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Japanese Women Don't Get Old or Fat

Book Review

Japanese Women Don't Get Old or Fat
By Naomi Moriyama and William Doyle
Delacorte Press (2005)
Reviewed by David Grotto, RD, LD, Academy of Nutrition and Dietetics Spokesperson


The book claims Japanese women have the lowest obesity rate and the longest life expectancy in the world and by following some diet changes, the same health benefits could happen to you.

Diet Plan

The Japanese are one of the most long-lived and healthy societies in the world. The author of Japanese Women Don't Get Old or Fat, Naomi Moriyama, says she has discovered what she calls the "seven secrets of Japanese home-style cooking" that may explain this good fortune:

  1. The Japanese diet is based on fish, soy, rice, fruit and vegetables.
  2. Portion sizes are much smaller and are served on beautiful downsized tableware.
  3. Japanese cooking is super light and ultra gentle. Oil use is limited with an overall fat consumption of 26 percent of calories from fat.
  4. Japanese eat rice instead of bread. Though the author advocates brown rice, white rice is what is most consumed in Japan. She says having a moderate amount of rice at every meal will reduce your desire to overeat bread products.
  5. Japanese women are the princesses of power breakfast. She attributes obesity to the consumption of American breakfast foods such as muffins, pancakes, eggs and bacon and recommends a more traditional Japanese breakfast of tofu, miso soup, rice and fish.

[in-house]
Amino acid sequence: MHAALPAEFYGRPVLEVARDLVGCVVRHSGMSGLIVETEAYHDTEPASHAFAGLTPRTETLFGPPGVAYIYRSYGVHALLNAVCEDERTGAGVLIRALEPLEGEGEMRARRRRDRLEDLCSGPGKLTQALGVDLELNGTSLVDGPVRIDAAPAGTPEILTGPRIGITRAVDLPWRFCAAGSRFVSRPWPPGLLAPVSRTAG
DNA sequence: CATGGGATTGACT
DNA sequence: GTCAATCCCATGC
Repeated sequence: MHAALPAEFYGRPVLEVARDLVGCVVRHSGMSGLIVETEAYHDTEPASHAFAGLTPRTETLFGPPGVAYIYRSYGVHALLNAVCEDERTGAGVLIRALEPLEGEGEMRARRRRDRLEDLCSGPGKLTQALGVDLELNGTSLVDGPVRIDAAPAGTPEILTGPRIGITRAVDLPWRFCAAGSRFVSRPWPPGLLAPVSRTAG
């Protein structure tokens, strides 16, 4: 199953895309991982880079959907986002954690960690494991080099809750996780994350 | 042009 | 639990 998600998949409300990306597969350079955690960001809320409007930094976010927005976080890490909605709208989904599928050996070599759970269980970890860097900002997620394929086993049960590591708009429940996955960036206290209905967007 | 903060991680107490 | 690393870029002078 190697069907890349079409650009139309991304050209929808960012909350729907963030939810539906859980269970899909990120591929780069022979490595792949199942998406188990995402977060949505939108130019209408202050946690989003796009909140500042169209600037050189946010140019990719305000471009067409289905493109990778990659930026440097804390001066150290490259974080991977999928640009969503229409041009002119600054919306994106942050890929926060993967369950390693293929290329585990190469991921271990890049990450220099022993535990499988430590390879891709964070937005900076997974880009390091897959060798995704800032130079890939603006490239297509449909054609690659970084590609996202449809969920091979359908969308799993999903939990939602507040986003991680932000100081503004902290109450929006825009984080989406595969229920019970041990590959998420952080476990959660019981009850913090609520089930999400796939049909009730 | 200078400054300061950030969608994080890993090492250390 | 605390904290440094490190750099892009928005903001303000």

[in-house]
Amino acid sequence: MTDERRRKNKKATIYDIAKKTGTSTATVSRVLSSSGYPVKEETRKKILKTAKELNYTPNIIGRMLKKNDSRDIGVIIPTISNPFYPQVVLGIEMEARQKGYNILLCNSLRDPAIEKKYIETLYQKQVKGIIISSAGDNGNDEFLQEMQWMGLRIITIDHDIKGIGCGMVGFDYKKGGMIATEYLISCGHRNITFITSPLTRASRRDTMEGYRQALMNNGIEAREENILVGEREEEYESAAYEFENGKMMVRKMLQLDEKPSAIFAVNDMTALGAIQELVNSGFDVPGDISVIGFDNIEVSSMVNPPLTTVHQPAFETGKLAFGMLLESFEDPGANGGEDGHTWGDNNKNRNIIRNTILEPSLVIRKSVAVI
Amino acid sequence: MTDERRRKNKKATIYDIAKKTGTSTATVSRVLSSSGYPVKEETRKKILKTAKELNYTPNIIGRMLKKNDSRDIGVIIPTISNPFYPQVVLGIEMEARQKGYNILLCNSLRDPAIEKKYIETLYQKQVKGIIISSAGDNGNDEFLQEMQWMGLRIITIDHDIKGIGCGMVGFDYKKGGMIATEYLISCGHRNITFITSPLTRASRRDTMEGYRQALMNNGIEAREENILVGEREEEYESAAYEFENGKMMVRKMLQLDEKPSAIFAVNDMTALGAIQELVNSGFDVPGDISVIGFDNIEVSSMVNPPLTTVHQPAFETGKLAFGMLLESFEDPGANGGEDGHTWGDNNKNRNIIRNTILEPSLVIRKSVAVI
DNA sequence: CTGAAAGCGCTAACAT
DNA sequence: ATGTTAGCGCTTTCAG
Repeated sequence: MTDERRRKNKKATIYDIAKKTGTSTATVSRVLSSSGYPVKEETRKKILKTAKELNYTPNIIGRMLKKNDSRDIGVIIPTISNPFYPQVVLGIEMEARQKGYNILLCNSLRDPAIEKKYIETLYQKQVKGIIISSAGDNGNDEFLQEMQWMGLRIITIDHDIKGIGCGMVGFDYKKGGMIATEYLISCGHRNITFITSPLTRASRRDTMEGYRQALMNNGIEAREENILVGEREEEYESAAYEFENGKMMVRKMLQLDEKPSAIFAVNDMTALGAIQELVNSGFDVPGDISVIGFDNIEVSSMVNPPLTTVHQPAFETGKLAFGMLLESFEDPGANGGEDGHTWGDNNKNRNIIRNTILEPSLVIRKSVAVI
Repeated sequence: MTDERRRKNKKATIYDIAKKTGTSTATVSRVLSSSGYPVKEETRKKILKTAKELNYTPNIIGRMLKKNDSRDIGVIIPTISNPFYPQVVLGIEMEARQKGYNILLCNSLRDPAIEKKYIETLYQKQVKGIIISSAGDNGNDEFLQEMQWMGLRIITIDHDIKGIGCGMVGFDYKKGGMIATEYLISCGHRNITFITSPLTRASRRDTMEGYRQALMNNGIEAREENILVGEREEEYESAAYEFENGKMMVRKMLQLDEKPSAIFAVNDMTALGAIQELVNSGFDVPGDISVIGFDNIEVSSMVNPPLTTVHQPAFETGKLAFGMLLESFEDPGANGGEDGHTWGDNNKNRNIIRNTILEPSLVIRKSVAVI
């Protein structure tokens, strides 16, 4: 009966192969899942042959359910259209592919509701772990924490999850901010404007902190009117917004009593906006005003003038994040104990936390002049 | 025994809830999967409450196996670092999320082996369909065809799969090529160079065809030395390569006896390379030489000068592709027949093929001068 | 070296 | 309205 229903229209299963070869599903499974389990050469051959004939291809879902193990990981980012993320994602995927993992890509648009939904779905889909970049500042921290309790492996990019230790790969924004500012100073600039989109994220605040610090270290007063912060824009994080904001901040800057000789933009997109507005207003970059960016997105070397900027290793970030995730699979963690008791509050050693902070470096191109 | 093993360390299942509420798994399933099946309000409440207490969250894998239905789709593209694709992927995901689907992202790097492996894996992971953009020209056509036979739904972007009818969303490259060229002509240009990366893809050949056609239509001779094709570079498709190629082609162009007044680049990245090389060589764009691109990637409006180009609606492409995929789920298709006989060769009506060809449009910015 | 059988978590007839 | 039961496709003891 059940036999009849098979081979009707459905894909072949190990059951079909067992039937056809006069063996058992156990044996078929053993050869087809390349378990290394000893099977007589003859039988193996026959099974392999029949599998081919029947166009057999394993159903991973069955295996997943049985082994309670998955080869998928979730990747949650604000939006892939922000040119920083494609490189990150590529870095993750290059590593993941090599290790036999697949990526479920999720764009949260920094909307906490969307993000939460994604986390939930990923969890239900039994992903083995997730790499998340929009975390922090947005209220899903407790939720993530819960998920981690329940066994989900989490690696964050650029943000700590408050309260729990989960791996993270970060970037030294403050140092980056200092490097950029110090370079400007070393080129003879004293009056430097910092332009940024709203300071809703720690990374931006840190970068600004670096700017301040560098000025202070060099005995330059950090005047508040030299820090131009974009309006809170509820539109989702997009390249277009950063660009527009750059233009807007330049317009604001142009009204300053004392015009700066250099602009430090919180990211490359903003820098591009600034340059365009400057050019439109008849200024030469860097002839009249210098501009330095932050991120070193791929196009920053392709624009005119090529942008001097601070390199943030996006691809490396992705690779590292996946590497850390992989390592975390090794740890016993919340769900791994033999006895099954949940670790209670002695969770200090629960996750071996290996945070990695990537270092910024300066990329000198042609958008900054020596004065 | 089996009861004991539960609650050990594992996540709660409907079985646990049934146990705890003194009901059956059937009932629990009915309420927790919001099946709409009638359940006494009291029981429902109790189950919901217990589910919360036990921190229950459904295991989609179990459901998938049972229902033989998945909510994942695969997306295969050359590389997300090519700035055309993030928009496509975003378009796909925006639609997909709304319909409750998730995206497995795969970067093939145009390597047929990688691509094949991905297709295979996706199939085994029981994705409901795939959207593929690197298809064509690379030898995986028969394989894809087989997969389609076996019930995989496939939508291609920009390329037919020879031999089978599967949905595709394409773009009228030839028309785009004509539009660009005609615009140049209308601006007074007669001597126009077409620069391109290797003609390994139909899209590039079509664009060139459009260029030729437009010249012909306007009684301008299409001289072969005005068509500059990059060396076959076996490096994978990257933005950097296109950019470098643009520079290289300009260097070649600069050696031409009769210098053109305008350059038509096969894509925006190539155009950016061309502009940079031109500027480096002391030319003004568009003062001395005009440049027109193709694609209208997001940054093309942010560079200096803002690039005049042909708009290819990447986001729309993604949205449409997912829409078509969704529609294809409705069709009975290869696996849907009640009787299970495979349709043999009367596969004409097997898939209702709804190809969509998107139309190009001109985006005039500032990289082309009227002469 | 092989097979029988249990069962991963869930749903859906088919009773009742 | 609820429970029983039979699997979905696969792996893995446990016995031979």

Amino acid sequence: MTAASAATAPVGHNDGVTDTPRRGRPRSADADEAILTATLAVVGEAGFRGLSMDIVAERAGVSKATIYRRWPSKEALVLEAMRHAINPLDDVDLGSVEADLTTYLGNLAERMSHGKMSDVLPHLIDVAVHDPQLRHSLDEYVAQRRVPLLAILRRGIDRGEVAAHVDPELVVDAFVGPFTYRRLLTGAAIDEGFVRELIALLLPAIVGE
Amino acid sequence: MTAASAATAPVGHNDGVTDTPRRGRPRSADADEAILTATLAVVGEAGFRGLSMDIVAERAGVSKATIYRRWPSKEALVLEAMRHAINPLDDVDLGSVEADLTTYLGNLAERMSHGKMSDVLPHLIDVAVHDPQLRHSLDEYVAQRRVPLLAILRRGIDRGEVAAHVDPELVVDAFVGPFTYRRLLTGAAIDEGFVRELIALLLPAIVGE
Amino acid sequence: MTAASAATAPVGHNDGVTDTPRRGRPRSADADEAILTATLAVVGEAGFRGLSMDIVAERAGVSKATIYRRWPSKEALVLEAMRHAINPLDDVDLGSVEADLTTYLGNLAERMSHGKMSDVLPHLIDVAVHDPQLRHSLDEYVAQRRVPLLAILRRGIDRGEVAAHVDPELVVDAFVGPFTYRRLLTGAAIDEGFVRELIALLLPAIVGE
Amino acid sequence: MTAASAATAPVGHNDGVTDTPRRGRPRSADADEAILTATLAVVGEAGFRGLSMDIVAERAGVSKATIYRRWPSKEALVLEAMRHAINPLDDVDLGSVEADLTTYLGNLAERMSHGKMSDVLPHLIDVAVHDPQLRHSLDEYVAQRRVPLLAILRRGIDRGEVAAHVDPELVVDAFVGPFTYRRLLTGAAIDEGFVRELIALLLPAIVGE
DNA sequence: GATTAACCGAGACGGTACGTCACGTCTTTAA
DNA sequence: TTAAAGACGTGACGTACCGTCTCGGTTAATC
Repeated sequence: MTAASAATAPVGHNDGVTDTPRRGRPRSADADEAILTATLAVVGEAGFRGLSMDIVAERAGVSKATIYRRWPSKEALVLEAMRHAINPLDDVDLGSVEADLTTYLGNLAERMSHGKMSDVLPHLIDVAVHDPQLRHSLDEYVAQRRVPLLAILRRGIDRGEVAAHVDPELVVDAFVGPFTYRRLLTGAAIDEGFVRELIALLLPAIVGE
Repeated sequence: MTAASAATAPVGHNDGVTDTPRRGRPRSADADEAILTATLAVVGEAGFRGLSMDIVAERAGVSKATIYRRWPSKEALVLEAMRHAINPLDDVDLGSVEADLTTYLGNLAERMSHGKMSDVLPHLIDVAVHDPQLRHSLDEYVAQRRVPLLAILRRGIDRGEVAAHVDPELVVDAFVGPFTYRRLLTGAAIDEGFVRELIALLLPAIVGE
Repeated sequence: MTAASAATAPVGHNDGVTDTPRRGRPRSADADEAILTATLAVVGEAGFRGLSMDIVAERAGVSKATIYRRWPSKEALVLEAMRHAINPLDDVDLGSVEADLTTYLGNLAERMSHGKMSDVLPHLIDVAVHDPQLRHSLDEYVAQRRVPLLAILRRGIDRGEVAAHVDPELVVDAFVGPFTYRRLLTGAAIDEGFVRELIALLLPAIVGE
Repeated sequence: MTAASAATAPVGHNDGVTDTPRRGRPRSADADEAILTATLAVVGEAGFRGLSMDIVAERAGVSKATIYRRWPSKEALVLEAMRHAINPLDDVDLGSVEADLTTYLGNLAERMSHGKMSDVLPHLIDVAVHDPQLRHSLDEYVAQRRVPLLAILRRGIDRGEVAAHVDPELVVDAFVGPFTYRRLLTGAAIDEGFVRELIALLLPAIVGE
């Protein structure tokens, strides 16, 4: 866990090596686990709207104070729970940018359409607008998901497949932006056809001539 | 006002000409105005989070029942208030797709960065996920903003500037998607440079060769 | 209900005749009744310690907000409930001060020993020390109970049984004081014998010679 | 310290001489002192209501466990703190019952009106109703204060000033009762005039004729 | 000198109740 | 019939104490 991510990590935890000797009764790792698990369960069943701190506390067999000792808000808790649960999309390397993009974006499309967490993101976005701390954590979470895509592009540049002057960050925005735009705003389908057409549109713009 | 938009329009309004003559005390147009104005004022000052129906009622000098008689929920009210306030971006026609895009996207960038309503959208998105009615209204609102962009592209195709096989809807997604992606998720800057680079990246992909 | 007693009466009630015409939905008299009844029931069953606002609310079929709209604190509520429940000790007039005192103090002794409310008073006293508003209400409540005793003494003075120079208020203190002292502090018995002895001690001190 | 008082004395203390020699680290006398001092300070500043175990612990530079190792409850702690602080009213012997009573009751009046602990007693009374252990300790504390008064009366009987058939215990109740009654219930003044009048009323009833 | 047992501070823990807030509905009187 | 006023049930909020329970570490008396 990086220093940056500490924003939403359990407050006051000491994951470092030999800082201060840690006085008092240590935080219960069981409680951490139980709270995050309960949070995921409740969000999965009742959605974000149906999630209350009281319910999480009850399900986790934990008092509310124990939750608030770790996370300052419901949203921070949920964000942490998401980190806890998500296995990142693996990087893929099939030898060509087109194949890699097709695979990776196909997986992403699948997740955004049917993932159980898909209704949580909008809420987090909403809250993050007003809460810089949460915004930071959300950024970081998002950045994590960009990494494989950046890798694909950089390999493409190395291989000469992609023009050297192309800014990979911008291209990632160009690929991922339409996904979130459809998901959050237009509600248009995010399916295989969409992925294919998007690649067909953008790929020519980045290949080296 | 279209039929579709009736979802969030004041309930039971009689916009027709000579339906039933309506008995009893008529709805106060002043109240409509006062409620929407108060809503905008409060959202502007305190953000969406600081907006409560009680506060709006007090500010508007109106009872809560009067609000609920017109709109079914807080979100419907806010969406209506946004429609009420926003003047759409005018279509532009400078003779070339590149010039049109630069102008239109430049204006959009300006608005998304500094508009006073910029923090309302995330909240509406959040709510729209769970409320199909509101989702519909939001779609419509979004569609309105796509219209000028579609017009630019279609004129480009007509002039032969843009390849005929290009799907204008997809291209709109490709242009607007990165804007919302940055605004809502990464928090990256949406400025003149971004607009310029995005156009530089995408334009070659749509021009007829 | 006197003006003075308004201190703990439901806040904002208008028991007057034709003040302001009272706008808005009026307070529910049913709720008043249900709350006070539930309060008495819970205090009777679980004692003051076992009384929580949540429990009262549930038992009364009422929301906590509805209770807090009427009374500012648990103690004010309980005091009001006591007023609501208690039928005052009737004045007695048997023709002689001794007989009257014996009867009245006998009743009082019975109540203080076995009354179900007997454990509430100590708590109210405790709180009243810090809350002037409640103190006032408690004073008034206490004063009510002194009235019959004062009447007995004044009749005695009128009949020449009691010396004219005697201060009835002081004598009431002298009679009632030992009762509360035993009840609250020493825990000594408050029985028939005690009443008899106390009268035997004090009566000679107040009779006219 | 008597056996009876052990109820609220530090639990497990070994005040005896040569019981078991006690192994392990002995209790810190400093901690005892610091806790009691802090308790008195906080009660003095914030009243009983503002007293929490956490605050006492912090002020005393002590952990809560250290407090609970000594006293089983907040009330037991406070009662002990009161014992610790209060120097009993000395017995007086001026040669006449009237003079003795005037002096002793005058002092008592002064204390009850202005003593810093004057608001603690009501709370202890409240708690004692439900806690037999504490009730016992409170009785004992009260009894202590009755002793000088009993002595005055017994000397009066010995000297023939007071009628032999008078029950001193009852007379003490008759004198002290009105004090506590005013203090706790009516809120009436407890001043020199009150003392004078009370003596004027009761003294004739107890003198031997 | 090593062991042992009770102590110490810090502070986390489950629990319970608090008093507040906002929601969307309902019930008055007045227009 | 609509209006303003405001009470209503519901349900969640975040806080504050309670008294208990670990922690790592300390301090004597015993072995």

6. Japanese women are crazy for dessert. Moriyama says they eat them less frequently and in smaller portion sizes.
  7. Japanese women have a different relationship with food. This may be the real secret to weight management as the author states Japanese women are "not into diets."
  8. Japanese exercise throughout the day.

Nutritional Pros and Cons

Japanese women are doing exactly what it takes to manage their weight (unless they move here): eating smaller portions and concentrating on lower calorie-dense and higher fiber foods. This is a dietary plan that is based on sound science and offers straightforward dietary advice that works. There are plenty of tempting recipes, too.

There's only one catch…You have to be a lover of traditional Japanese food.

Bottom Line

If you enjoy eating fish, rice and tofu for breakfast, you will feel right at home. Otherwise, there are no guidelines on how to transition into this diet if you want to hold onto some of your traditional American foods. Be prepared to purchase cookware and food ingredients that may not be and may not be sold in the average grocery store: bonito flakes, burdock root, mirin, shiso, a wok, rice cooker and the list goes on.

February 2006